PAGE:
I'm as feminist as they come, but I think there could be biological underpinnings to the widespread development of patriarchy. The biological facts including women's vulnerability during and right after childbirth, which men never have. The fact that women are flooded with maternal hormones after birth which up their nurturing instincts, whereas men are pretty much constantly flooded with testosterone with up their penchant for action and agression. Granted these are very broad statements, and I will be the first to agree that there are all sorts of individual exceptions to the rule - agressive women who are not nurturing in the least, or men who are very peaceful and nurturing. But I'm speaking statistically, not anecdotally.
It just seems like there is such a role for feminist scholarship in biological sciences, and in anthropology, and in history, just to show the possibilities.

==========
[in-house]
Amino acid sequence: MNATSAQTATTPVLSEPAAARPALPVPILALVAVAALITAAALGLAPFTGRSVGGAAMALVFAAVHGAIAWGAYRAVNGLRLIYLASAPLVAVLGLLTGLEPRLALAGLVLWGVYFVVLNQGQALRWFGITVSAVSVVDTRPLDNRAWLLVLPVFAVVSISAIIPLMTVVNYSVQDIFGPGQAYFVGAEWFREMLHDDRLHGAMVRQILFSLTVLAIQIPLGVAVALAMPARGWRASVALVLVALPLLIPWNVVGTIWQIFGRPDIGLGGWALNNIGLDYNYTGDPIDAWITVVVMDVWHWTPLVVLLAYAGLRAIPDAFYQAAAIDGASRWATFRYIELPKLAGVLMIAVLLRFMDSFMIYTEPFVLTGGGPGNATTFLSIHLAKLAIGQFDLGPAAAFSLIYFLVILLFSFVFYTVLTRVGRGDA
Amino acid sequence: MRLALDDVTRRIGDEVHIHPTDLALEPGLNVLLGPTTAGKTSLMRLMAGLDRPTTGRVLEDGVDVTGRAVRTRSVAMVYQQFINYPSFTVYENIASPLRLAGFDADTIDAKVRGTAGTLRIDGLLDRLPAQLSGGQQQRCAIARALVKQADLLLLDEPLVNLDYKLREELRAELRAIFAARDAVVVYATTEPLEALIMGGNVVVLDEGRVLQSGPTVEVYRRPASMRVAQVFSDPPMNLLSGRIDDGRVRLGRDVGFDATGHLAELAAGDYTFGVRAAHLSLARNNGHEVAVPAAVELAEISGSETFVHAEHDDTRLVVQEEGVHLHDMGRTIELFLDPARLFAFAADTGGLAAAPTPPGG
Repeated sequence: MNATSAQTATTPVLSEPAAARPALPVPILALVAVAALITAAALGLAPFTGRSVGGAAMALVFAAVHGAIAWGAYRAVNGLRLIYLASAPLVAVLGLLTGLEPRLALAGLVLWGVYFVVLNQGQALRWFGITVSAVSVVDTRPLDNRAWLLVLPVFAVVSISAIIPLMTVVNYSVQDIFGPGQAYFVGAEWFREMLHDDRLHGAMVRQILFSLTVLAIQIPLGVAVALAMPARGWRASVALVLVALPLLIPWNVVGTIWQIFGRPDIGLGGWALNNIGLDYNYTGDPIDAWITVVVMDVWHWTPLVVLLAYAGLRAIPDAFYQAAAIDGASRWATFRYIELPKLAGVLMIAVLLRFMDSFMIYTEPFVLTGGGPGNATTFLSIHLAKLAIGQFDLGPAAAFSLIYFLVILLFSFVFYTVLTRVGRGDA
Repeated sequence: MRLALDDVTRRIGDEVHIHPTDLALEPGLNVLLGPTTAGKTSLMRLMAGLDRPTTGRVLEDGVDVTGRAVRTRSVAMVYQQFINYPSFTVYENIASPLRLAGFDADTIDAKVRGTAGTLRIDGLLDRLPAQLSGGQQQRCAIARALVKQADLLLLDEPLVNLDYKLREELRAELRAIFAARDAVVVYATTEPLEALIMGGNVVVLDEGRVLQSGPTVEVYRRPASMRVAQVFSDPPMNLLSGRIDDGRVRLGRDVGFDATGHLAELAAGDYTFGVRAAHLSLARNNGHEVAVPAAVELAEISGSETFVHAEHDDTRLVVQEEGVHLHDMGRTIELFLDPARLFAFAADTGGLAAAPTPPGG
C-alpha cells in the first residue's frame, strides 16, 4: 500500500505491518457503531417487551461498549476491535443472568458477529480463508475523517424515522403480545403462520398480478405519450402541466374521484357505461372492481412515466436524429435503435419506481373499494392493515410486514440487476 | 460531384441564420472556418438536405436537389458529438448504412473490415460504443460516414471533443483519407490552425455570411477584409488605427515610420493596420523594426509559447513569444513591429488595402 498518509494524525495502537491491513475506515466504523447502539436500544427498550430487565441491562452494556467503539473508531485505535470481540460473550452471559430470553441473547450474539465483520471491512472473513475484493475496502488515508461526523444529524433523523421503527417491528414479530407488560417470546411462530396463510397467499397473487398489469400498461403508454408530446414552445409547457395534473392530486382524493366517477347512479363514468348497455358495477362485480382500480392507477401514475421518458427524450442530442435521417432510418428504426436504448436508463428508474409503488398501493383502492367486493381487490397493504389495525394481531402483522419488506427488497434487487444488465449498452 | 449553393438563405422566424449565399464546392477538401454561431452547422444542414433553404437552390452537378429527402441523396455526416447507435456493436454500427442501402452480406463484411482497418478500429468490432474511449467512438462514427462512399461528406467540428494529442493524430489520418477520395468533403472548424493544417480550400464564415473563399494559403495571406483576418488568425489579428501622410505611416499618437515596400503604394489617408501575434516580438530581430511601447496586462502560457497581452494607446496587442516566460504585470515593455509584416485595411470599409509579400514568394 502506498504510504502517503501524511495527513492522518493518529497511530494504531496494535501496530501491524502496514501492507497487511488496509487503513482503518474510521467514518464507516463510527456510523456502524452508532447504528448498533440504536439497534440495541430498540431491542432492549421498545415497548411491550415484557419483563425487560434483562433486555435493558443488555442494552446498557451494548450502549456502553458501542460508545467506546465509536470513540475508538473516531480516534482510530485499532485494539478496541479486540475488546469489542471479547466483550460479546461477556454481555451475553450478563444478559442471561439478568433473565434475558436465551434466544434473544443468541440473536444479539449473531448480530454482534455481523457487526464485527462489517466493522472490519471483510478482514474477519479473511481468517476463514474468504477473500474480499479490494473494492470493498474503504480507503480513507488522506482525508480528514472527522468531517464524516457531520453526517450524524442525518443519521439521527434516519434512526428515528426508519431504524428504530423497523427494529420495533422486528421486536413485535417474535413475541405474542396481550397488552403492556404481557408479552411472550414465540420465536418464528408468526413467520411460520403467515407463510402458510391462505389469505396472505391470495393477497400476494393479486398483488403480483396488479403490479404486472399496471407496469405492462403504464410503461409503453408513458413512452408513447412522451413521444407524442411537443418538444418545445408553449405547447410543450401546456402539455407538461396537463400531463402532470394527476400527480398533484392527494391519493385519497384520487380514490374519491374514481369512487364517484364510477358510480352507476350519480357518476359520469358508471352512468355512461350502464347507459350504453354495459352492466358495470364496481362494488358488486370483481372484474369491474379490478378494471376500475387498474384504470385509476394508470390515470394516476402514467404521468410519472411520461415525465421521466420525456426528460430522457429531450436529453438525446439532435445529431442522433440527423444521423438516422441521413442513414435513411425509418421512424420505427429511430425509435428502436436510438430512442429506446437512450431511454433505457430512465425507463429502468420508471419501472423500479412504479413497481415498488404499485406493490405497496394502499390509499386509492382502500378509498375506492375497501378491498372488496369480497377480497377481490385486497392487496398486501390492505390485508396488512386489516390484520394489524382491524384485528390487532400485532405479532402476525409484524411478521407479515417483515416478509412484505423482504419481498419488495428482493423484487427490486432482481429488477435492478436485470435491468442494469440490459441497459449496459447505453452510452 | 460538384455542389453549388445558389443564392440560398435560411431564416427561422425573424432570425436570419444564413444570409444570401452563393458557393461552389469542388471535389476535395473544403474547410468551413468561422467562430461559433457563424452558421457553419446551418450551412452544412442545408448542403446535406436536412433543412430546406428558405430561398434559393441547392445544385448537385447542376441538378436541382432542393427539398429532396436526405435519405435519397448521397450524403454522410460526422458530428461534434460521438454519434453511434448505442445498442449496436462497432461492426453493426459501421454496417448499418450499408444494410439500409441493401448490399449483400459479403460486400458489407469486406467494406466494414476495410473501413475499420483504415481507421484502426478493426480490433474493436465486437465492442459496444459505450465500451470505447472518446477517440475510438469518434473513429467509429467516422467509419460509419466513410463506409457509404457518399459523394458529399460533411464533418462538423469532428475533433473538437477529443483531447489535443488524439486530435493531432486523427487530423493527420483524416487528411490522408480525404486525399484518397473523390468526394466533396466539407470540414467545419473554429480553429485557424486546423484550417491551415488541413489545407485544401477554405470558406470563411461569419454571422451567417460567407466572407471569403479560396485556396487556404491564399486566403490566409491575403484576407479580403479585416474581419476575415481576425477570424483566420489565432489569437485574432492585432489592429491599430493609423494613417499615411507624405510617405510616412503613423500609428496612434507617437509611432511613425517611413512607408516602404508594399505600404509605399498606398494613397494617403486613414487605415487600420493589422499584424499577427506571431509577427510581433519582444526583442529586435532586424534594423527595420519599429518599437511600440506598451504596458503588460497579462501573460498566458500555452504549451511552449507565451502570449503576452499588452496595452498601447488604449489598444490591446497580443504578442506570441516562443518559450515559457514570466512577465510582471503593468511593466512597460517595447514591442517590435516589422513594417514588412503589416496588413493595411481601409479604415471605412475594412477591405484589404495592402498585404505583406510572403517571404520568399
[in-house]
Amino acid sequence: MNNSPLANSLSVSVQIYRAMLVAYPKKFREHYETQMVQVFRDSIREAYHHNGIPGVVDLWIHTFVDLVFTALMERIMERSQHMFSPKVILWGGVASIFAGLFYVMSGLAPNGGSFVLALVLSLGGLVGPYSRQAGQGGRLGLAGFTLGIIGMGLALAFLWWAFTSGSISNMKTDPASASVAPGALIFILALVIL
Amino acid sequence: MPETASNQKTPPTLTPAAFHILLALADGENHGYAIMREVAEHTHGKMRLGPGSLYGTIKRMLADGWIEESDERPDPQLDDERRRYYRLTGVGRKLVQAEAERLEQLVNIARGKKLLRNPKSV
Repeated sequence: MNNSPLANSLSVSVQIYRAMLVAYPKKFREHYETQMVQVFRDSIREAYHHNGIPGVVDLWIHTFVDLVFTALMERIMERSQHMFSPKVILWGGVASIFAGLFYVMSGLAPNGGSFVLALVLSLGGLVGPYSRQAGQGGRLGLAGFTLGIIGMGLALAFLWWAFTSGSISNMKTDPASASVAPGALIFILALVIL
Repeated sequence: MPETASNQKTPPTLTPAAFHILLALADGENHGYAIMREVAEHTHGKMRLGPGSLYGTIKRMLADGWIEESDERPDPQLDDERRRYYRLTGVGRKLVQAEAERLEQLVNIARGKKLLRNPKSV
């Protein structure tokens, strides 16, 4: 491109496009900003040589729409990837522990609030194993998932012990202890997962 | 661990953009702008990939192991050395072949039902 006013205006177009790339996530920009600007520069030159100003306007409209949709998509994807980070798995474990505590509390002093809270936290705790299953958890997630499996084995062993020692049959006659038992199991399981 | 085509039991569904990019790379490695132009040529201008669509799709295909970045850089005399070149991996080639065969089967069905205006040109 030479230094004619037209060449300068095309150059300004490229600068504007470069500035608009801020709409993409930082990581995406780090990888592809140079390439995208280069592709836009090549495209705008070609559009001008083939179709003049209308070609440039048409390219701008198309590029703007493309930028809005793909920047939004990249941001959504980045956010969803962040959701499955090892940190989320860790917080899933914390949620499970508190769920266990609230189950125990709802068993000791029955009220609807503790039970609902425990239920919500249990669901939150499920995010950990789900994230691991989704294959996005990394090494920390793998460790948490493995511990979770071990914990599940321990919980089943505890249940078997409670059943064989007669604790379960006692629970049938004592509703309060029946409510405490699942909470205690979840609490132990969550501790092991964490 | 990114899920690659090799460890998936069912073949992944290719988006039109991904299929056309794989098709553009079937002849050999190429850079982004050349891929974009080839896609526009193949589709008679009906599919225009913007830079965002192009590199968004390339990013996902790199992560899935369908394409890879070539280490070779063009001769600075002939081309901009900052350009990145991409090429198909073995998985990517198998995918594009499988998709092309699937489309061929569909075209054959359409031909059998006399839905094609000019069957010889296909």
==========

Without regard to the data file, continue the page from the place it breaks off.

It's ironic to discuss the patriarchy in relation to religion, since it seems like feminist scholars of religion have done so much work to uncover the feminist traditions in mainstream religions. But it's like shouting down a well. It's not that I don't think there's patriarchy (or better, sexism, and sometimes, misogyny) structured into religion. It's that we have a counter-tradition and we have to acknowledge and use it.